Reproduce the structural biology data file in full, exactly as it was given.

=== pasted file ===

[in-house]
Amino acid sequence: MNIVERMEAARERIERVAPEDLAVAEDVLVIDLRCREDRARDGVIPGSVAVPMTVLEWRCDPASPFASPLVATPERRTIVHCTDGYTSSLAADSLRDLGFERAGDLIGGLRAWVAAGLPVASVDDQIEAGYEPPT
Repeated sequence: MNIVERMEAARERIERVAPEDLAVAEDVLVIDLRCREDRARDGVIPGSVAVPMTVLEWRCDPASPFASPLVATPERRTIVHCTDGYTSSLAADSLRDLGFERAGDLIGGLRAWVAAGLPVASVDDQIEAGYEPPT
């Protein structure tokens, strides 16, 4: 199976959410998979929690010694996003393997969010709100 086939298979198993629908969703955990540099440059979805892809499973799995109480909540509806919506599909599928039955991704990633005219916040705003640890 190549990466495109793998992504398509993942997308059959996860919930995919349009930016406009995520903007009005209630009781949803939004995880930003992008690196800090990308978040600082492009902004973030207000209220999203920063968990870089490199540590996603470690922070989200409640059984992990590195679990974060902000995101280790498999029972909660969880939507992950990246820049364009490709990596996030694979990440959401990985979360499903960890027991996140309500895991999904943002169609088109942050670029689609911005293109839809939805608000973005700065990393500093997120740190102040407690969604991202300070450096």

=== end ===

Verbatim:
[in-house]
Amino acid sequence: MNIVERMEAARERIERVAPEDLAVAEDVLVIDLRCREDRARDGVIPGSVAVPMTVLEWRCDPASPFASPLVATPERRTIVHCTDGYTSSLAADSLRDLGFERAGDLIGGLRAWVAAGLPVASVDDQIEAGYEPPT
Repeated sequence: MNIVERMEAARERIERVAPEDLAVAEDVLVIDLRCREDRARDGVIPGSVAVPMTVLEWRCDPASPFASPLVATPERRTIVHCTDGYTSSLAADSLRDLGFERAGDLIGGLRAWVAAGLPVASVDDQIEAGYEPPT
């Protein structure tokens, strides 16, 4: 199976959410998979929690010694996003393997969010709100 086939298979198993629908969703955990540099440059979805892809499973799995109480909540509806919506599909599928039955991704990633005219916040705003640890 190549990466495109793998992504398509993942997308059959996860919930995919349009930016406009995520903007009005209630009781949803939004995880930003992008690196800090990308978040600082492009902004973030207000209220999203920063968990870089490199540590996603470690922070989200409640059984992990590195679990974060902000995101280790498999029972909660969880939507992950990246820049364009490709990596996030694979990440959401990985979360499903960890027991996140309500895991999904943002169609088109942050670029689609911005293109839809939805608000973005700065990393500093997120740190102040407690969604991202300070450096």